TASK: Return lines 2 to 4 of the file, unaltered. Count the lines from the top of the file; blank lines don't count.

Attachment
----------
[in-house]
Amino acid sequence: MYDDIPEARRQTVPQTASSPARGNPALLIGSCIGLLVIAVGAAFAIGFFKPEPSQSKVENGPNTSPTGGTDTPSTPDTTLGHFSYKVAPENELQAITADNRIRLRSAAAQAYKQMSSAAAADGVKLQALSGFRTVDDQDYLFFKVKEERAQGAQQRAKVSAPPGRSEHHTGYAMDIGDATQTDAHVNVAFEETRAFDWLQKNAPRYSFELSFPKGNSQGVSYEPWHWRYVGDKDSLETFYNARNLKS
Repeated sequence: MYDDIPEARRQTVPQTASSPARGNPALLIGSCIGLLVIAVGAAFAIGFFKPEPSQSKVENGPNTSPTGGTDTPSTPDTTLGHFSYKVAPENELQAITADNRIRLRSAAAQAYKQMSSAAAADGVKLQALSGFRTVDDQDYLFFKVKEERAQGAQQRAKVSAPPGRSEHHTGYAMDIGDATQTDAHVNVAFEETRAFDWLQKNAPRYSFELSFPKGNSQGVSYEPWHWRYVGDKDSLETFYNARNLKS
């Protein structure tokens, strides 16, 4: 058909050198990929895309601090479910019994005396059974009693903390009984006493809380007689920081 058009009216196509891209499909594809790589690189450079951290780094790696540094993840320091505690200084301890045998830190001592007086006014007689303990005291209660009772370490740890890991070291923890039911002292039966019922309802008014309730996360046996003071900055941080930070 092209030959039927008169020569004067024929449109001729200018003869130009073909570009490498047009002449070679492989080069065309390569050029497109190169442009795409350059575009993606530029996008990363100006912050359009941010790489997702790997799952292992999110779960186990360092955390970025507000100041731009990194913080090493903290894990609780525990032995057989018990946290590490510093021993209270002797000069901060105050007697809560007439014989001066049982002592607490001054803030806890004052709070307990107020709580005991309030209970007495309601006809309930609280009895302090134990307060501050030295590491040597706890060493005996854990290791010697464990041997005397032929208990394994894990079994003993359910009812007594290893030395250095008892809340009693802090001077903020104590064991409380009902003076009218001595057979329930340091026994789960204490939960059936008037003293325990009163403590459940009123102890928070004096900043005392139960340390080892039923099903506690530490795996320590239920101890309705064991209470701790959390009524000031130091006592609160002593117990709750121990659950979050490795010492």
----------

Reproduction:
Amino acid sequence: MYDDIPEARRQTVPQTASSPARGNPALLIGSCIGLLVIAVGAAFAIGFFKPEPSQSKVENGPNTSPTGGTDTPSTPDTTLGHFSYKVAPENELQAITADNRIRLRSAAAQAYKQMSSAAAADGVKLQALSGFRTVDDQDYLFFKVKEERAQGAQQRAKVSAPPGRSEHHTGYAMDIGDATQTDAHVNVAFEETRAFDWLQKNAPRYSFELSFPKGNSQGVSYEPWHWRYVGDKDSLETFYNARNLKS
Repeated sequence: MYDDIPEARRQTVPQTASSPARGNPALLIGSCIGLLVIAVGAAFAIGFFKPEPSQSKVENGPNTSPTGGTDTPSTPDTTLGHFSYKVAPENELQAITADNRIRLRSAAAQAYKQMSSAAAADGVKLQALSGFRTVDDQDYLFFKVKEERAQGAQQRAKVSAPPGRSEHHTGYAMDIGDATQTDAHVNVAFEETRAFDWLQKNAPRYSFELSFPKGNSQGVSYEPWHWRYVGDKDSLETFYNARNLKS
């Protein structure tokens, strides 16, 4: 058909050198990929895309601090479910019994005396059974009693903390009984006493809380007689920081 058009009216196509891209499909594809790589690189450079951290780094790696540094993840320091505690200084301890045998830190001592007086006014007689303990005291209660009772370490740890890991070291923890039911002292039966019922309802008014309730996360046996003071900055941080930070 092209030959039927008169020569004067024929449109001729200018003869130009073909570009490498047009002449070679492989080069065309390569050029497109190169442009795409350059575009993606530029996008990363100006912050359009941010790489997702790997799952292992999110779960186990360092955390970025507000100041731009990194913080090493903290894990609780525990032995057989018990946290590490510093021993209270002797000069901060105050007697809560007439014989001066049982002592607490001054803030806890004052709070307990107020709580005991309030209970007495309601006809309930609280009895302090134990307060501050030295590491040597706890060493005996854990290791010697464990041997005397032929208990394994894990079994003993359910009812007594290893030395250095008892809340009693802090001077903020104590064991409380009902003076009218001595057979329930340091026994789960204490939960059936008037003293325990009163403590459940009123102890928070004096900043005392139960340390080892039923099903506690530490795996320590239920101890309705064991209470701790959390009524000031130091006592609160002593117990709750121990659950979050490795010492």